Incumbent Republican Gov. Rick Scott is facing off with former Republican Gov. Charlie Crist — who's now running as a Democrat. The race is close, expensive and nasty, with a deluge of attack ads.
As part of our series on the education revolution underway in the Crescent City, we profile a new, independent arts-centered charter that's struggling to put down roots.
Veterans in some rural areas have to travel hundreds of miles on empty interstates to get health care, losing a day of work or sometimes two. A new program lets them see nearby doctors instead.
Jennifer Doudna used to worry that her science wasn't doing anything important. Then some basic research led her team to a discovery that could one day be crucial in healing some genetic diseases.
To test subtle biases, researchers sent state legislators identical emails about voting requirements. Some emails came from a man with a "Latino" name, and others from an "Anglo" name.
Federal judge Timothy Burgess on Sunday struck down Alaska's first-in-the-nation ban on gay marriages. The late Sunday afternoon decision caught many people off guard.
Early on in the epidemic, the government and aid agencies commissioned songs that just ended up terrifying people. But the newer songs on the radio are catchy and danceable — as well as informative.
One of Florida's largest community colleges is trying to reduce the amount of debt its students take on. As part of a federal experiment, it has barred them from taking out any unsubsidized loans.
Texas health officials have confirmed preliminary tests show a health care worker — who was in contact with the man who died last week of Ebola in Dallas — has been diagnosed with the disease.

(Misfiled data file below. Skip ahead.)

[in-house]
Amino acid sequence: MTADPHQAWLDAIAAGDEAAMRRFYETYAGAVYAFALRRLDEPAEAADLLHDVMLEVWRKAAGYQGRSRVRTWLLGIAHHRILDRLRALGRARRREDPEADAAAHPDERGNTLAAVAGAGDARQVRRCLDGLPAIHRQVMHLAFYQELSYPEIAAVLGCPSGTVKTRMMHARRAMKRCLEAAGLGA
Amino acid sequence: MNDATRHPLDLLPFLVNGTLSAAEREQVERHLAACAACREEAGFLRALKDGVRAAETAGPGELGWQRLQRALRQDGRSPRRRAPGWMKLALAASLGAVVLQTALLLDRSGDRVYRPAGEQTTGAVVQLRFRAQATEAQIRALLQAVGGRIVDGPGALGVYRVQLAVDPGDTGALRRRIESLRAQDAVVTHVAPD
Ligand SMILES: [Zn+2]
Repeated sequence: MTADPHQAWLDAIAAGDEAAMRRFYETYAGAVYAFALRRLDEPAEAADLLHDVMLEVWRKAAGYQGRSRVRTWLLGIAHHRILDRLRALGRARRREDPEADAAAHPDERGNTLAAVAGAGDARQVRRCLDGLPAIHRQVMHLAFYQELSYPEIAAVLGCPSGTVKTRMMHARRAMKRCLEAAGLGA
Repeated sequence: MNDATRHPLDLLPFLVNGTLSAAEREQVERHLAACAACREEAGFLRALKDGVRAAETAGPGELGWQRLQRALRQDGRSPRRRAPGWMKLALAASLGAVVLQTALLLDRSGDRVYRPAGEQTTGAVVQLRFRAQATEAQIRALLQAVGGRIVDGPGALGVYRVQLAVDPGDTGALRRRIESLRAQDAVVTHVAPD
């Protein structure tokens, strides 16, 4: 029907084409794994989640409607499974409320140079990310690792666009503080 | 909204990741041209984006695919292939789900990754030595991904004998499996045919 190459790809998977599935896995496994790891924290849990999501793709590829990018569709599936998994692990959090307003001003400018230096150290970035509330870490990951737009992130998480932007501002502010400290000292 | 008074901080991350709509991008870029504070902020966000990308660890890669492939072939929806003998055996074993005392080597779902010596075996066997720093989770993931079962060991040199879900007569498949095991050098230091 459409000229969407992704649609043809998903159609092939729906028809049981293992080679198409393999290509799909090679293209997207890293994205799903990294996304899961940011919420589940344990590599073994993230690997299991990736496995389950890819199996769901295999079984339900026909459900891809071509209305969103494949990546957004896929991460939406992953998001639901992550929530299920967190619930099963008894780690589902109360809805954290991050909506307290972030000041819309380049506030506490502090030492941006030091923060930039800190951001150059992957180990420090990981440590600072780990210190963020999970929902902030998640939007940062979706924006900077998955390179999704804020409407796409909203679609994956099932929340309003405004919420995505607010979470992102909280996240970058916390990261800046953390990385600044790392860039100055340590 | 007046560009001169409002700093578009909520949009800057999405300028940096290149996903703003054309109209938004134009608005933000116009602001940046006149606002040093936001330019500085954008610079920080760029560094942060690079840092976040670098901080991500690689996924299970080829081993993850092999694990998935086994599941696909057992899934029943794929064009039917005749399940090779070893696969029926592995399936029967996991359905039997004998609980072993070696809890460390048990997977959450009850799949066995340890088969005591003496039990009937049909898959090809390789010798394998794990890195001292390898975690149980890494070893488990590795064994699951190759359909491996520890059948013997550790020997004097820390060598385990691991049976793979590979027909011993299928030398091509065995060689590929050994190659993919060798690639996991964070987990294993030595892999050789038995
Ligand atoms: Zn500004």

Dating from the last quarter of the 4th century B.C., the mosaic covers a space of nearly 15 feet by 10 feet. It features two horses, a man and the god Hermes, in colorful detail.
The city is the latest to honor Native Americans instead of Christopher Columbus. But not everyone is happy about the change.
When blood flows over an artificial surface, whether it's an implanted pacemaker or tubing for a dialysis machine, there's an increased risk that a dangerous clot will form.
Cyclone Hudhud is being blamed for several deaths after it struck the port city of Visakhapatnam (often called Vizag), destroying shops and snapping power lines along the coast of the Bay of Bengal.
Shoppers are heading into the heavy-spending season with no new credit safeguards in place. Experts say it'll be at least another year before the U.S. system moves beyond technology from the 1970s.
More than 1,000 people hit the city's streets to protest the recent killing of young black men by police. While much of the event has been peaceful, some arrests took place last night.
With winter approaching, most of the 1.8 million Iraqis displaced by Islamic extremists will be living outside through the winter in Iraq's north, where temperatures frequently drop below freezing.
The total far surpasses the $4 billion Palestinians had said was needed after the recent 50-day war. The U.S. promised $212 million at the session, which Israel agreed not to attend.
Water is a crucial resource to those living along the Tigris and Euphrates rivers. NPR's Ari Shapiro talks to researcher Matthew Machowski about how ISIS is using that natural resource as a weapon.
Secretary of State John Kerry flies to Cairo to take part in an international conference on rebuilding Gaza, after Israel's latest military operation against Hamas militants there.
Even in a city stricken with Ebola, people come to the beach. A man on crutches is out for a walk. Little girls collect a fish and a headless Barbie. And an actress dreams of her big break.